Ironman Training and Pregnancy: The Parallels

Official photographer and mother of three, Janene, recently commented that completing an Ironman is much harder than childbirth. With all due respect to Janene, I’m not sure if she’s right, especially since she hasn’t done an Ironman (yet!).

That got me to thinking (in the middle of the night). In a lot of ways, pregnancy and Ironman training are similar.


Ironman training and pregnancy are roughly the same length of time. People always ask me if I would do another Ironman. My answer is that the race was hard, but manageable. It was the training, however, that was the hardest thing. It was roughly nine months of hard work and sacrifice. I’m not sure if I want to do that again. Pregnancy…yeah. It’s long. It can be difficult. I am only part of the way through, but I am willing to bet that the nine+ months of pregnancy are more trying than the one day of childbirth, but I could be wrong about that.


Both endeavors require a lot of attention to what you consume. You constantly think about whether you are giving yourself enough of this or that nutrient, all with an eye on the goal. In addition, for me, both often result in sleeplessness due to hunger. One of these days I will figure that out.


In many ways, the energy roller coaster of pregnancy is a lot like IM training. One day you feel great and the next you are totally dragging. I distinctly remember sitting on the couch one weekend day during IM training thinking to myself, I have some free time, I should really get up and DO something. But I just didn’t have the energy. That is much like what I am going through now. I want to take advantage of all of my childless time, but sometimes it is just better for me to continue bonding with the couch.


I don’t have to tell you that like most pregnant women, I spend a lot of time thinking about the pregnancy and my baby. I’m not sure if it is more or less than the time I spent focused on IM training. Maybe I just have an obsessive personality.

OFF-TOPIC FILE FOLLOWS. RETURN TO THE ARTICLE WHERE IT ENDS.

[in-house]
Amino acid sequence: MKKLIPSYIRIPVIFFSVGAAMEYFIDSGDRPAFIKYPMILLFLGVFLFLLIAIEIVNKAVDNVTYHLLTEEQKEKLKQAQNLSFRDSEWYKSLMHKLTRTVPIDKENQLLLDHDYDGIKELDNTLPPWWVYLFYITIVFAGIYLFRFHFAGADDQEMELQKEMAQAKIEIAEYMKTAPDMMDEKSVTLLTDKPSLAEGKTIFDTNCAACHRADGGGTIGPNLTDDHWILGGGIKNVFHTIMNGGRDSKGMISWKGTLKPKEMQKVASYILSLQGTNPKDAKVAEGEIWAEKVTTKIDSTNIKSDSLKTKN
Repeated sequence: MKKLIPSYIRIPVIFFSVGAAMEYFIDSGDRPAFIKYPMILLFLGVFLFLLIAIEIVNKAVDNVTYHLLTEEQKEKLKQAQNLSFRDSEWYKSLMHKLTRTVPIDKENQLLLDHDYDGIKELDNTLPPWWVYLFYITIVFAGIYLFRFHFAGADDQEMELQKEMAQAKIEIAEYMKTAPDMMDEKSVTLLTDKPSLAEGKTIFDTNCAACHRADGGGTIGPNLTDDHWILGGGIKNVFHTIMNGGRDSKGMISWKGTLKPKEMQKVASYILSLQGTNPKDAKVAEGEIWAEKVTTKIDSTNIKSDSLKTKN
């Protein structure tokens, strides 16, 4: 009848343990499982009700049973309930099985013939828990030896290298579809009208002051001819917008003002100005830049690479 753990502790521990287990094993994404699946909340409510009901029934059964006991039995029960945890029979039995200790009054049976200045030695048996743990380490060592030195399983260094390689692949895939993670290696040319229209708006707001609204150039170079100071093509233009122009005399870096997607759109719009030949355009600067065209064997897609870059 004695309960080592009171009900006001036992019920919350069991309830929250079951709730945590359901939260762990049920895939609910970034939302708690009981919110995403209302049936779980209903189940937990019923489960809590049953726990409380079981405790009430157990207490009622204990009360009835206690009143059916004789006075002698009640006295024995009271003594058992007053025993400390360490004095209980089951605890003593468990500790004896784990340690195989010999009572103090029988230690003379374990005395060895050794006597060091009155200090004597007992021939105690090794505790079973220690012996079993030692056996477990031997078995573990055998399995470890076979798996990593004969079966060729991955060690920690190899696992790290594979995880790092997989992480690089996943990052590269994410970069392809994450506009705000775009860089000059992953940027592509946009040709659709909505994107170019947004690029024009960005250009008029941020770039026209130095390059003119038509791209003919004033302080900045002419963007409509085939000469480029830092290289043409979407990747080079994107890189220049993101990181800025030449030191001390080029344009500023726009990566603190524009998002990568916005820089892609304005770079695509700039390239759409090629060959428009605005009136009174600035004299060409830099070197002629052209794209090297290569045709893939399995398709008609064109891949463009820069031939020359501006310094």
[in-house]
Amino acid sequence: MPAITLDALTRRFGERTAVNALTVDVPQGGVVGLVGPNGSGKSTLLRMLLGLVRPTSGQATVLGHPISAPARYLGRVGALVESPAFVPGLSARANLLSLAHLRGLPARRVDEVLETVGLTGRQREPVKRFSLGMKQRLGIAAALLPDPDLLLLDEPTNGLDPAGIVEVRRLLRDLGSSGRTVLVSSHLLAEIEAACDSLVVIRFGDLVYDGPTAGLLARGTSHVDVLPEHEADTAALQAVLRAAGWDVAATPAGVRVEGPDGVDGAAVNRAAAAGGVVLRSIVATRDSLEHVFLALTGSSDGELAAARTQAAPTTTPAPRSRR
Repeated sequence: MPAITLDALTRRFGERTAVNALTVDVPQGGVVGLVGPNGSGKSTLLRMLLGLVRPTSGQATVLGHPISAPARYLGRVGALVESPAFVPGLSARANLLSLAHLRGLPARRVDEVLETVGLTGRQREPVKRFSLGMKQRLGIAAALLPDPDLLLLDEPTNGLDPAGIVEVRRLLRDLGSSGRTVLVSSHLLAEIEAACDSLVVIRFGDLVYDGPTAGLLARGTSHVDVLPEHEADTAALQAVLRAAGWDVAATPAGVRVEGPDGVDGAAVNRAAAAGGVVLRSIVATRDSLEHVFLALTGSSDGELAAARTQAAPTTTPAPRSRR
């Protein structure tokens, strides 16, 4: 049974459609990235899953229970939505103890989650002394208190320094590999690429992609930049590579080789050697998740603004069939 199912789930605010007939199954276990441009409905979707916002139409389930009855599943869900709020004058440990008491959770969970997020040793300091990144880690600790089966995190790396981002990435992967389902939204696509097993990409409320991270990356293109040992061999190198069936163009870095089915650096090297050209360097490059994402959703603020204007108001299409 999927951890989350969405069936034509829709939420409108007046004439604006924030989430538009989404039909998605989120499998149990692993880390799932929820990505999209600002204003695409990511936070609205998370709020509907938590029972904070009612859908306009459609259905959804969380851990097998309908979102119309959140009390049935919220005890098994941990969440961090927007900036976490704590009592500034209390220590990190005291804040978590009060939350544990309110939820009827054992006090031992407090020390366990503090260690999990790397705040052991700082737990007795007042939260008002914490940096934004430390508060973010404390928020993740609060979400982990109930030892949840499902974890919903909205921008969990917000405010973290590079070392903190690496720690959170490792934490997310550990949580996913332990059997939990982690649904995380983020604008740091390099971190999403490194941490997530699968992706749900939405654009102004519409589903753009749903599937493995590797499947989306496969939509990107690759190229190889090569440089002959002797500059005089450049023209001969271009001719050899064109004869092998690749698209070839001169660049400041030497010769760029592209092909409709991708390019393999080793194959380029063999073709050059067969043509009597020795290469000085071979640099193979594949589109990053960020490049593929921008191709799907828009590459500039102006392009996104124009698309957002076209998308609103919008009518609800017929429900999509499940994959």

I can’t tell you how many times I’ve heard “plan the race, race the plan” and other such expressions. A lot of IM participants, including me, go so far as to write out an actual plan that includes everything from logistics to attitude to nutrition. It also covers how to handle the unexpected. I haven’t gotten to the point yet, but I understand there is a similar tradition in developing childbirth plans. Maybe I can use the IM plan as a template.

One long day

Dr. Keith, my fabulous chiropractor, laughed at me last week when I told him that Ironman and childbirth really come down to one really long, uncomfortable (or painful) day. Call me crazy, but when I think of it as “just one day” it is much less intimidating.

Repeat performances

As challenging and painful as both race day and childbirth (and training and pregnancy) are, people who’ve been through it generally seem to be willing to do it again. The same goes for Ironman and the training. After my first marathon I said, “That was okay, but I don’t see why anyone would want to do that more than once.” Call it amnesia, but I think it was four months before I signed up for number 2. That period of time has steadily decreased with each additional marathon (yes, I’m thinking about when I can do #9). When I start to have a little anxiety about what lies ahead, I remind myself that there are lots of women who voluntarily go through the experience more than once, so it can’t be that bad. Right?

Joining the Club

When people learn that you are training for an Ironman, or that you’re pregnant, it is like you are a member of a special club. The members of the club welcome you in. Everyone wants to share their stories – the good, bad, and the ugly. Because you are fellow club members, ordinary conventions regarding TMI (too much information) are greatly relaxed.

Feeling special

There is something about being pregnant that makes you feeling like you are royalty. Strangers want to talk to you – or touch you. People want to hear about how YOU are. It is much like IM training. It is so fun to tell people you are training for an Ironman and see their reactions. At the same time, it is fun sharing the pregnancy news with people. Both periods involve people caring about how you are doing and often wanting to hear about your experiences.


Both undertakings are hard, for sure. There certainly are sacrifices. But I hear that pregnancy is worth it in the end, and I definitely think that Ironman training was worth the investment.  Hearing the words “You are an Ironman” is pretty darn great! Not to mention that Ironman medals are cool. Of course, at the end of this pregnancy thing, we get the most amazing prize of all. I can’t wait!

I’ll be sure to report back in about 6 months and give you my newly enlightened assessment.